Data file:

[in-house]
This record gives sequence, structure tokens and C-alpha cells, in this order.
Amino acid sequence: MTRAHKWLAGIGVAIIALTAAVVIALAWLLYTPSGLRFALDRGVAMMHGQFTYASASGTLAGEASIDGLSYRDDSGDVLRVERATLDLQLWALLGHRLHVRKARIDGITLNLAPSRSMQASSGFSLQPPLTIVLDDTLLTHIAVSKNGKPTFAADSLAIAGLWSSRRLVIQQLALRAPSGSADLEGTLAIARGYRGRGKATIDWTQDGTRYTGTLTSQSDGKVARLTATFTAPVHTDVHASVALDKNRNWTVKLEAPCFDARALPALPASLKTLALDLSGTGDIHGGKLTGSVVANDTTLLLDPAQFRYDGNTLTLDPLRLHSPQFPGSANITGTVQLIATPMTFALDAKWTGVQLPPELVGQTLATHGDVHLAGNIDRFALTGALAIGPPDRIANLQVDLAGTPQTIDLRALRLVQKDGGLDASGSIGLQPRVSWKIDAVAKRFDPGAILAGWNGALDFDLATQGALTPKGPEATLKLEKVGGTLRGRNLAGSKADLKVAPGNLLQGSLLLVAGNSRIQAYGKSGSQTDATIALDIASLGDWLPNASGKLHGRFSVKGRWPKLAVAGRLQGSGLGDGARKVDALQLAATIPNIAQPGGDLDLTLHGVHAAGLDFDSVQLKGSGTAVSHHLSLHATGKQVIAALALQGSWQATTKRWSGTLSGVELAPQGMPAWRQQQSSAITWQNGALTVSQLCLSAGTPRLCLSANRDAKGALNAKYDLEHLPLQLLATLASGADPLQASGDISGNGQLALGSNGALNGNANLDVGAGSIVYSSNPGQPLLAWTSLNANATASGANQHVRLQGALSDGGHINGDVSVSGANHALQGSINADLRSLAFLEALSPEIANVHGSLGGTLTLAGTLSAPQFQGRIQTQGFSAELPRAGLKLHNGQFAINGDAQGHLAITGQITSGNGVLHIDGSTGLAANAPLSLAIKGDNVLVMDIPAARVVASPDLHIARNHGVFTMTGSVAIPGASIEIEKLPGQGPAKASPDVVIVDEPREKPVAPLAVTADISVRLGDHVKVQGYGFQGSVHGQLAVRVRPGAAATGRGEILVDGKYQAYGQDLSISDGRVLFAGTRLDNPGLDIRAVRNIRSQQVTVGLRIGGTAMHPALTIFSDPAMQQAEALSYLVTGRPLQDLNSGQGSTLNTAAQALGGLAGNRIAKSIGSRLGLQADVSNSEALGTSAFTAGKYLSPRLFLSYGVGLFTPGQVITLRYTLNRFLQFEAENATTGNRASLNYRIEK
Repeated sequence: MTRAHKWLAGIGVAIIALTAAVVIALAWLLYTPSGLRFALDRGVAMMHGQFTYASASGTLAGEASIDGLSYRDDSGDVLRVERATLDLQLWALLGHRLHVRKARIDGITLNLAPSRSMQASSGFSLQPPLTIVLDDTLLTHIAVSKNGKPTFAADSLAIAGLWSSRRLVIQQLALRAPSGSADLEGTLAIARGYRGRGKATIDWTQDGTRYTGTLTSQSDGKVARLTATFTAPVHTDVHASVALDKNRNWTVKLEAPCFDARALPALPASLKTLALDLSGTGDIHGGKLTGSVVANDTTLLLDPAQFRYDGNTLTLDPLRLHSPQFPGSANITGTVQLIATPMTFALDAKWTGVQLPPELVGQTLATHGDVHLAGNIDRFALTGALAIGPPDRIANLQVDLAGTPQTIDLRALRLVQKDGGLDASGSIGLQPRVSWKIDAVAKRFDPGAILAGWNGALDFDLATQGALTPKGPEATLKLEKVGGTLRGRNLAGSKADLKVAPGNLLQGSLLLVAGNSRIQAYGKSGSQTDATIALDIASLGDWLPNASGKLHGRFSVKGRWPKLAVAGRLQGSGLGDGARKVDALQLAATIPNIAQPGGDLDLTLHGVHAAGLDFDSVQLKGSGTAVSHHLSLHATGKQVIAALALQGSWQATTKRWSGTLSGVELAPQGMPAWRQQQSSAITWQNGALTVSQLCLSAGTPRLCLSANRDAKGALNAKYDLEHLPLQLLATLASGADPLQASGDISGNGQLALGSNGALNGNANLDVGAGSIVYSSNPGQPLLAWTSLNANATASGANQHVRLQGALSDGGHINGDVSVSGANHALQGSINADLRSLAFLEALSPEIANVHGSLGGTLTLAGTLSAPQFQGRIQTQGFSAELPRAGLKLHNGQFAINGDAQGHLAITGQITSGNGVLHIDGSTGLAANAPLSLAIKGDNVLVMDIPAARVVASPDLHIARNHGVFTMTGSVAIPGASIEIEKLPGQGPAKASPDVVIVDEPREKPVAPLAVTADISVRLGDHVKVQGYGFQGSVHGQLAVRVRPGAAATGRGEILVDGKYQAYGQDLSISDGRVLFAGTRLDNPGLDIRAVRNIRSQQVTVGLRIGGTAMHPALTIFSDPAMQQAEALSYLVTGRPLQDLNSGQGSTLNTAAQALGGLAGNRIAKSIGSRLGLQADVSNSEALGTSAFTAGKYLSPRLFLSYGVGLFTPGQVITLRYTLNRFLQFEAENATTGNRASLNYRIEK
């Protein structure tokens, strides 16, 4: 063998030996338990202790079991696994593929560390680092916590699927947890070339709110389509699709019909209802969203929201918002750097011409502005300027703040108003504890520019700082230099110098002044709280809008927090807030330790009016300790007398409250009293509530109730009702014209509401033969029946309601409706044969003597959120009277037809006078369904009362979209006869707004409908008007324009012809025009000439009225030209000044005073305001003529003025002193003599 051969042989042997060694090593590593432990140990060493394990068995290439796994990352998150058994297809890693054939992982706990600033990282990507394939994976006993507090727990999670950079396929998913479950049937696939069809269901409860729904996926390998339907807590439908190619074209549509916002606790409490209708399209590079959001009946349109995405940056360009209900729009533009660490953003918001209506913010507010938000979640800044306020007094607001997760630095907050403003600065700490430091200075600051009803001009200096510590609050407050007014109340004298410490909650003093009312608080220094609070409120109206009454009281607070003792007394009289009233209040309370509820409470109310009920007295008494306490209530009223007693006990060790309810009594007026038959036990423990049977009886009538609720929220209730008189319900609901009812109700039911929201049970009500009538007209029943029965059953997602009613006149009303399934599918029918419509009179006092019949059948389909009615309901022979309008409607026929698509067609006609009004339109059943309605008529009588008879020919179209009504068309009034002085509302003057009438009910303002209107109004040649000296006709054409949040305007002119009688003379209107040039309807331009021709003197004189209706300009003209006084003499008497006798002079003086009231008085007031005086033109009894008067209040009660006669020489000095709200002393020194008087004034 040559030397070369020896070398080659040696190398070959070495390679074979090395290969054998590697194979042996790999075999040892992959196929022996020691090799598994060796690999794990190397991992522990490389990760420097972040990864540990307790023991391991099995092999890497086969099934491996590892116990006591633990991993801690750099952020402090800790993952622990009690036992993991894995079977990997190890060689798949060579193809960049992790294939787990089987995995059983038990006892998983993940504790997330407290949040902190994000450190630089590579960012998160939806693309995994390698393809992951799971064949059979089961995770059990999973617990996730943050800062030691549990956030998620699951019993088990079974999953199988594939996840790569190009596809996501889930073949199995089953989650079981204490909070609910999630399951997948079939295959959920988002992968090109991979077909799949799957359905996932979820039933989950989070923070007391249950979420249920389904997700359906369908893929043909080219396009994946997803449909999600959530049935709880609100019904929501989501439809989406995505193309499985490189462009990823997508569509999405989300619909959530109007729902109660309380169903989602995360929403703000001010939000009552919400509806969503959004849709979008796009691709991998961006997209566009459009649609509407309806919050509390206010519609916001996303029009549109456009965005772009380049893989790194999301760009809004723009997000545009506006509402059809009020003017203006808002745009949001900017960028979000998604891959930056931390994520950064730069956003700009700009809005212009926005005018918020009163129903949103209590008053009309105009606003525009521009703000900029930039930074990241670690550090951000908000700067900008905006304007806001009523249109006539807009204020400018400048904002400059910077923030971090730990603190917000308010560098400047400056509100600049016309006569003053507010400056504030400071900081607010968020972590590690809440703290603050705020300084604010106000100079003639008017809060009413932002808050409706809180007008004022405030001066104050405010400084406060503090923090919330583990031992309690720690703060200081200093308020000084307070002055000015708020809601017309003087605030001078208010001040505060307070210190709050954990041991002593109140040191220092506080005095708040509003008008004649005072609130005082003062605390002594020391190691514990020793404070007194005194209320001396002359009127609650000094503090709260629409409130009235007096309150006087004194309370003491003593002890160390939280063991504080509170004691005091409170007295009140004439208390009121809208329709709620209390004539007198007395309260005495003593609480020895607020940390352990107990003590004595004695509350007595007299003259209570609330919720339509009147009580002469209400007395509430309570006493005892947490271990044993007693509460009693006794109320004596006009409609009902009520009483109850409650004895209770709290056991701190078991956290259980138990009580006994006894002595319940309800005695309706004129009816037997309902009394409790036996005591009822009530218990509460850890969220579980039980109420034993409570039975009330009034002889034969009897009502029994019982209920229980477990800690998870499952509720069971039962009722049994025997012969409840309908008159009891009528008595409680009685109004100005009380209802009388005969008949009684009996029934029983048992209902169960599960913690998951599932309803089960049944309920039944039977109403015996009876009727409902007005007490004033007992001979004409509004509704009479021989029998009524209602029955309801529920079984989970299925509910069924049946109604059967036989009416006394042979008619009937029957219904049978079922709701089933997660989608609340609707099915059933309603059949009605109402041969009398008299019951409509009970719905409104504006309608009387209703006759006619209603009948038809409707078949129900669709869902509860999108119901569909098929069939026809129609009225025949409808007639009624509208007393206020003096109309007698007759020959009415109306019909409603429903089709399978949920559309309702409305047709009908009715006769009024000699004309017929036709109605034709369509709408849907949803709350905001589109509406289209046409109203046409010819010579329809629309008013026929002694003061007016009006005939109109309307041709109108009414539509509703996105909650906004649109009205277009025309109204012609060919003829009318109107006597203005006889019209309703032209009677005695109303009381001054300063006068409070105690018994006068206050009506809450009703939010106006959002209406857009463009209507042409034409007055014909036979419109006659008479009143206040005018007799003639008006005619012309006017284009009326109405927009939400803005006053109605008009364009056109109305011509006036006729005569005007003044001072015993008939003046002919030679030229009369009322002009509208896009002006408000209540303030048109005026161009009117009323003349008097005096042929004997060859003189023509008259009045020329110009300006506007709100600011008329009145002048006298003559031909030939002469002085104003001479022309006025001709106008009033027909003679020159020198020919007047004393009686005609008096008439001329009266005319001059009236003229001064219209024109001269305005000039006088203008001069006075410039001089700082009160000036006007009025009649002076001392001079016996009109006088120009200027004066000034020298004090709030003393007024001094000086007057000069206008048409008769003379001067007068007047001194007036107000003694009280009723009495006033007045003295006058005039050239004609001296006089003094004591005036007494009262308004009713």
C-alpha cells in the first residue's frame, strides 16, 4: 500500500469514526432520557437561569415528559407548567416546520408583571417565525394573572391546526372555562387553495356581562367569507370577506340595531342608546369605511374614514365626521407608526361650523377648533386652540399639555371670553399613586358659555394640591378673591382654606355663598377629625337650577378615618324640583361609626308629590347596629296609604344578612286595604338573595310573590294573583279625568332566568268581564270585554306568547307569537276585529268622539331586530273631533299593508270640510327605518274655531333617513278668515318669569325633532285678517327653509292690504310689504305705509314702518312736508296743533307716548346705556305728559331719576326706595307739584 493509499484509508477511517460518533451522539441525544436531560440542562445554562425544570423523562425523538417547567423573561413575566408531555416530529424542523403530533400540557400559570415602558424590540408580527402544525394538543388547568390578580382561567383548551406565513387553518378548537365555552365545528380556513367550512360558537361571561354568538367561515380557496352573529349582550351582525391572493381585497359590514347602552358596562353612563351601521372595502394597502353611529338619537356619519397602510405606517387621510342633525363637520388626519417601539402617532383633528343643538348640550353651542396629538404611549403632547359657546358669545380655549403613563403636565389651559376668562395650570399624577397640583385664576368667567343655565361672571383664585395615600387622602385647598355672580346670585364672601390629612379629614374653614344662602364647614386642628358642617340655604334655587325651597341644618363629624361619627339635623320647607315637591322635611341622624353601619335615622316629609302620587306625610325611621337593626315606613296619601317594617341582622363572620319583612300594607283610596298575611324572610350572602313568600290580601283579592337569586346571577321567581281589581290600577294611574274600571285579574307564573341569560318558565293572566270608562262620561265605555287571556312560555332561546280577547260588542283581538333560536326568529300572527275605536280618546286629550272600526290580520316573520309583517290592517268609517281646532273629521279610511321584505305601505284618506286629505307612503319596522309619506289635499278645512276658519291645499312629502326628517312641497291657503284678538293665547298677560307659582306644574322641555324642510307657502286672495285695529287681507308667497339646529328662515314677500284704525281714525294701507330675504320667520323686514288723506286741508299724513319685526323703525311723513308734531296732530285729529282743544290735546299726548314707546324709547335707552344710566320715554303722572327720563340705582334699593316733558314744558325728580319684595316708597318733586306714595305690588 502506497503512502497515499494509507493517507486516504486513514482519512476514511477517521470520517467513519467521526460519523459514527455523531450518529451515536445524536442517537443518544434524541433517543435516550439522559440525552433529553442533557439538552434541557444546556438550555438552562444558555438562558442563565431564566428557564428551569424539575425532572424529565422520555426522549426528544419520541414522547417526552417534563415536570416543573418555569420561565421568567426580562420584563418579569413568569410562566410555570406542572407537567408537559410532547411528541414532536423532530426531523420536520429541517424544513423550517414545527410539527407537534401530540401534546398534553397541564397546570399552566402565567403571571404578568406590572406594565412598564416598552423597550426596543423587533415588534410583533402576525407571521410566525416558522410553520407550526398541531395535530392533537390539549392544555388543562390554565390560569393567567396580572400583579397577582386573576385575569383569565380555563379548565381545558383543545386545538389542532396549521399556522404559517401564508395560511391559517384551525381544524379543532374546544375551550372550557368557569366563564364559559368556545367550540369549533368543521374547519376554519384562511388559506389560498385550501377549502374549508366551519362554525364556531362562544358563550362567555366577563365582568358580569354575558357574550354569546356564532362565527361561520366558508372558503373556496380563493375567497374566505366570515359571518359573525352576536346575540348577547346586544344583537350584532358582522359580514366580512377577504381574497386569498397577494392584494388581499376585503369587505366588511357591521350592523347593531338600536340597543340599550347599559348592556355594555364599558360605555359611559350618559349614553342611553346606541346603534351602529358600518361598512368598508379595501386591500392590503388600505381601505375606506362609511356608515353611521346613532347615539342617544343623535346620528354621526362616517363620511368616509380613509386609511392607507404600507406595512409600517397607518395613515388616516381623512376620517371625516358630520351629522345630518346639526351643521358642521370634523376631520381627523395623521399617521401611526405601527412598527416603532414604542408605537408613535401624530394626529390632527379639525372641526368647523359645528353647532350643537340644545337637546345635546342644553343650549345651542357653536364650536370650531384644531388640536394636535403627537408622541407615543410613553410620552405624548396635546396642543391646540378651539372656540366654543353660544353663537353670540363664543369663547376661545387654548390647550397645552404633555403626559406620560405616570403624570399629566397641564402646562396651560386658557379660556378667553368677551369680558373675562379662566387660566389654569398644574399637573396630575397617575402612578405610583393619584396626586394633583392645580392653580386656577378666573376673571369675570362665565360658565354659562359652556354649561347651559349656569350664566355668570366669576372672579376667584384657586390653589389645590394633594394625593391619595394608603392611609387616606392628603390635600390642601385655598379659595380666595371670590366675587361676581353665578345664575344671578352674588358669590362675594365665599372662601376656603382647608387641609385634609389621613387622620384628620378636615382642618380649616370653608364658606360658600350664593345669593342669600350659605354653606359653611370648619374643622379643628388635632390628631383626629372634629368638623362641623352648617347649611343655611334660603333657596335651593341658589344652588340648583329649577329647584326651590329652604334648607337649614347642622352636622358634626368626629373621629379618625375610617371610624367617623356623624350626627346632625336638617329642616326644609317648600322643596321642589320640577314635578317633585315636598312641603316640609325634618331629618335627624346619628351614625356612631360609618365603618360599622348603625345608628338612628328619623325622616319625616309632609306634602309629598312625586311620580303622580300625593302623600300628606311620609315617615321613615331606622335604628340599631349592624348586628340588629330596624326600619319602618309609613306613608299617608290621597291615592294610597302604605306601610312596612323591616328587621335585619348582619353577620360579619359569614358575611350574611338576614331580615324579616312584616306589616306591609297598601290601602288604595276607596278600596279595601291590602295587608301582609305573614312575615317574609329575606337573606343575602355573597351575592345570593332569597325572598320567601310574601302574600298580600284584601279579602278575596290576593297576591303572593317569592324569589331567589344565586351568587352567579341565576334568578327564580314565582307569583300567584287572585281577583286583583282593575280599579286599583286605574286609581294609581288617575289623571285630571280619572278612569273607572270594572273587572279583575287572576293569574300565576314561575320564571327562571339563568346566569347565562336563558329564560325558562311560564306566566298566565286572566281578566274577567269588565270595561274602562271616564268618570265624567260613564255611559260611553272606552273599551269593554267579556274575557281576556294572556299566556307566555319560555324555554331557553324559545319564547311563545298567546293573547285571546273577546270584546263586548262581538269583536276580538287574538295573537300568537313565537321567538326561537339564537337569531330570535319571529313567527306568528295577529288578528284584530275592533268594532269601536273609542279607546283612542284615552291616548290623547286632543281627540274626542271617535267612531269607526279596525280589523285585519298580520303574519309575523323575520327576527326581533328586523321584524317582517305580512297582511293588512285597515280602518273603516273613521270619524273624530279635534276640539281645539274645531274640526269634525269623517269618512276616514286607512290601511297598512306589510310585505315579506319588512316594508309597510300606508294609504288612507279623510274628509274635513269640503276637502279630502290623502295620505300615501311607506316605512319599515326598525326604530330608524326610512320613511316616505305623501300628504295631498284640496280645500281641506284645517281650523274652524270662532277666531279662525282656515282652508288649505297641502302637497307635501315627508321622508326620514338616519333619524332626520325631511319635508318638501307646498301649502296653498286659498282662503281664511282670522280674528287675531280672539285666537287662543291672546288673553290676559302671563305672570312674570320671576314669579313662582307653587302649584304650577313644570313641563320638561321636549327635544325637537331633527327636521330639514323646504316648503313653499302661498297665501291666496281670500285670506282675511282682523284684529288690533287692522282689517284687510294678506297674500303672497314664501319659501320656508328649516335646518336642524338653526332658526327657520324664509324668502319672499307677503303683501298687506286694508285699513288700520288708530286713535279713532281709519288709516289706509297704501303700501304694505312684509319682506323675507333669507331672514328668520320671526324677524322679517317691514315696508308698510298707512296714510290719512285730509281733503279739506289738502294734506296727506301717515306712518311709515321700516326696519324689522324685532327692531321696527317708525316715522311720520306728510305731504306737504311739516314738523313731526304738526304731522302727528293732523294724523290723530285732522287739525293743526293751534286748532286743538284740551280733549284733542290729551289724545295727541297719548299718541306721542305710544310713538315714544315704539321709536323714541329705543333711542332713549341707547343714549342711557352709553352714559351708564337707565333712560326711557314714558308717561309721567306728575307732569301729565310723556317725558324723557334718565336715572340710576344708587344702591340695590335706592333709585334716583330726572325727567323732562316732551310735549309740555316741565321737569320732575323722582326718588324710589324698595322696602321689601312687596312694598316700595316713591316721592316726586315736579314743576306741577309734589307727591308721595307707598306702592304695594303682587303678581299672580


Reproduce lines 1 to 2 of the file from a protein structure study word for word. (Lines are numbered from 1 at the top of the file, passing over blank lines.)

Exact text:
[in-house]
This record gives sequence, structure tokens and C-alpha cells, in this order.